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 ue to the high volume of emails Shannon receives from people who are interested in how to get published, she is no longer able to answer those emails personally. Please see her answers to some frequently asked questions below. Thanks for your interest in Shannon, and keep writing! you matter more than you think

How do I get published?



Getting published is a very tricky process. It doesn't happen overnight, and it takes a lot of research and hard work in addition to having a great idea backed by excellent writing skills. Before anyone ever sits down to write a book there are two things I would advise him or her to do: attend a writers' conference and read books on writing (see my recommendations below). Contrary to popular belief you can't just sit down, write a book, mail it to a publisher and expect to be offered a contract as a result. People who do get published do so by learning the industry, meeting others in the industry and following proper protocol.

Don't begin with writing a book. Start by reading a book or attending a conference. Then prepare a proposal (outline and sample chapters). Once you've done that you can begin submitting to agents in hopes that one will contract with you and submit to publishers on your behalf. For a list of excellent writers' conferences, agents and even publishers you can purchase a copy of Sally Stuart's Christian Writers' Market Guide. That's how I got started.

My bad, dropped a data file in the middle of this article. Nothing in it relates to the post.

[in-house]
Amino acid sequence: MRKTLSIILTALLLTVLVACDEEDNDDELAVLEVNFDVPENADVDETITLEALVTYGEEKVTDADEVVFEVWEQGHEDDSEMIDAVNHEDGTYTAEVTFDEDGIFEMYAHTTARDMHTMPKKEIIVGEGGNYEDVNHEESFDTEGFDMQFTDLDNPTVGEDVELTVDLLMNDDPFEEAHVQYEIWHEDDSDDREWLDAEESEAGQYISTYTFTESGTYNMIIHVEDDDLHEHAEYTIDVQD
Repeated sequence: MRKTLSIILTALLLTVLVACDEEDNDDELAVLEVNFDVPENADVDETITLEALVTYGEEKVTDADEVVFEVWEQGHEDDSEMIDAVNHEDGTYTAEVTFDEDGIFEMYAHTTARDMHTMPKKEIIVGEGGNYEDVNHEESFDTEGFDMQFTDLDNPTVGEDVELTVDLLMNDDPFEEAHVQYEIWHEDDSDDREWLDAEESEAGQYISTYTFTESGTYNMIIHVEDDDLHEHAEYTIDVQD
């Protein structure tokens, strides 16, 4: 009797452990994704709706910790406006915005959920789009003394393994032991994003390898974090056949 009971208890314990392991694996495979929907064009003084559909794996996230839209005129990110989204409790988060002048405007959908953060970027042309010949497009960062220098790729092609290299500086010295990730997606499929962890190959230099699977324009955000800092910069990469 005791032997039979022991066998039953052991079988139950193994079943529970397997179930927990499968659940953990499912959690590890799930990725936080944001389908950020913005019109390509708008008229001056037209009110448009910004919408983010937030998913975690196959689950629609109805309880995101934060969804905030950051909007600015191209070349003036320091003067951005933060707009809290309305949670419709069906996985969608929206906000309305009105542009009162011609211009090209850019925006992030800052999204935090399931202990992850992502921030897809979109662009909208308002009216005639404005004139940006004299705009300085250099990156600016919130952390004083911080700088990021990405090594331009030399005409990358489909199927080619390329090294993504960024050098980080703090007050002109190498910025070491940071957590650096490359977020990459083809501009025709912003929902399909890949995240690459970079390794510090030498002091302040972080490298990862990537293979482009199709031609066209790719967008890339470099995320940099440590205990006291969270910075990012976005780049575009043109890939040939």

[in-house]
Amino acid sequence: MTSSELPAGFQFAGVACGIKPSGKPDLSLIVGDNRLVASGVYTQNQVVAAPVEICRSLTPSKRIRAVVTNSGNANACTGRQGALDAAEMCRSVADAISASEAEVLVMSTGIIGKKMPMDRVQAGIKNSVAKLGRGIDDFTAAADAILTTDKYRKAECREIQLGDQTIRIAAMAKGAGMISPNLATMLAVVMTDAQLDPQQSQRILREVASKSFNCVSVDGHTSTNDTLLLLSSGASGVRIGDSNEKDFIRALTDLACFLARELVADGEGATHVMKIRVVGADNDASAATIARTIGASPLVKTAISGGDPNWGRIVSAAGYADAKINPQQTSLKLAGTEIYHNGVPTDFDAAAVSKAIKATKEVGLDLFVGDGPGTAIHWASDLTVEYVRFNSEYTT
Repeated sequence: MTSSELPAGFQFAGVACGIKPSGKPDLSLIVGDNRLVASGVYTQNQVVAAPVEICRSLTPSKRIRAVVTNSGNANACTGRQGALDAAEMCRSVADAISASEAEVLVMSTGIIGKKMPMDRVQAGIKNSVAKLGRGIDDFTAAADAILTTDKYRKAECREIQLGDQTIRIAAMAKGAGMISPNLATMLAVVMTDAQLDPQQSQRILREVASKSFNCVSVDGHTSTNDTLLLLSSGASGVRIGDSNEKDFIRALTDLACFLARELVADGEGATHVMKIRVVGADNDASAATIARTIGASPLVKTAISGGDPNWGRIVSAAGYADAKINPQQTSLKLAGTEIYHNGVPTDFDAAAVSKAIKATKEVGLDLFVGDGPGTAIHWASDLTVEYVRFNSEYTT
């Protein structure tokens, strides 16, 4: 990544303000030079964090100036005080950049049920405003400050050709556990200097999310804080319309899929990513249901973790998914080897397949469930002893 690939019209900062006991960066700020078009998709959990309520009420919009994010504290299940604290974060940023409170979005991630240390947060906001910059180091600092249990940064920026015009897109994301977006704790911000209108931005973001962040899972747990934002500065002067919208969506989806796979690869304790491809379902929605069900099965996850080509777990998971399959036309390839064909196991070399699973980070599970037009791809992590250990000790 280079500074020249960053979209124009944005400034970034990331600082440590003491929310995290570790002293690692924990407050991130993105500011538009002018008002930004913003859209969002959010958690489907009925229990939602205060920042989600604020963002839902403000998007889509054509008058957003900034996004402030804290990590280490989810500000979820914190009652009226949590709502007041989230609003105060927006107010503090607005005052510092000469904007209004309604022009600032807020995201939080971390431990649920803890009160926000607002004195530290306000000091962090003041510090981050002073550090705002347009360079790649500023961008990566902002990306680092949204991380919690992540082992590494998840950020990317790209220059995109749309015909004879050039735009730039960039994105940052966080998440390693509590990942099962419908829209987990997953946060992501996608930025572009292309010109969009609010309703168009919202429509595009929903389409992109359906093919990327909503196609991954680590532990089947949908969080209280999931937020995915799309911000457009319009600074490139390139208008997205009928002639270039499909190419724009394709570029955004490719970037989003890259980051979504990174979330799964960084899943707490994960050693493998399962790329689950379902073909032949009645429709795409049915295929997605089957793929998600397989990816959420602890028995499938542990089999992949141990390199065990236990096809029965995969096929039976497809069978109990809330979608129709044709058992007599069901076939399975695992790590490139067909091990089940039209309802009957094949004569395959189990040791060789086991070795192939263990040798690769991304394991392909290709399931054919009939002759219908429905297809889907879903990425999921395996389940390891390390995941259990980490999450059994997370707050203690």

How did you get published?



The same way everyone else does—with hard work. I read books on writing. Then I created a proposal and took it to a writers' conference. In one of the 15 minute private sessions with an editor, I pitched my idea and handed her my proposal. She took it back to her publishing house and offered me a contract a few months later. This all happened when I was still in college. I didn't have any connections. I had no clue about what I was doing. And I was scared out of my mind. With all of my heart I believe that writing is a calling God has on my life, so He opened doors for me that I couldn't have opened on my own. However, that didn't eliminate the hard work and research I had to do in order to be ready for the events He was going to unfold for me. Since getting published, I've learned it's much easier to get your foot in the door if you have an agent.

Do you have an agent? Do I need one?



For my first title, I didn't have an agent. Now I do. She is absolutely wonderful to work with and negotiated contracts for nine books in my first two years of working with her. Since she is doing all of the negotiating, and shopping all of my proposals for me, I get to focus on fun stuff like writing. Having worked with and without an agent, I highly recommend getting an agent before you try to get published. Not only will publishers be more willing to look at your work, but you will have someone who believes in your work just as much as you do. If you don't make money, your agent doesn't make money. So an agent's vote of confidence is a huge thing to have in the publishing world. And just in case you are wondering, I don't give out the contact info for my agent. I love her too much to have her swamped with hundreds of emails from aspiring writers. Read Sally Stuart's writing guide, she'll point you in the right direction.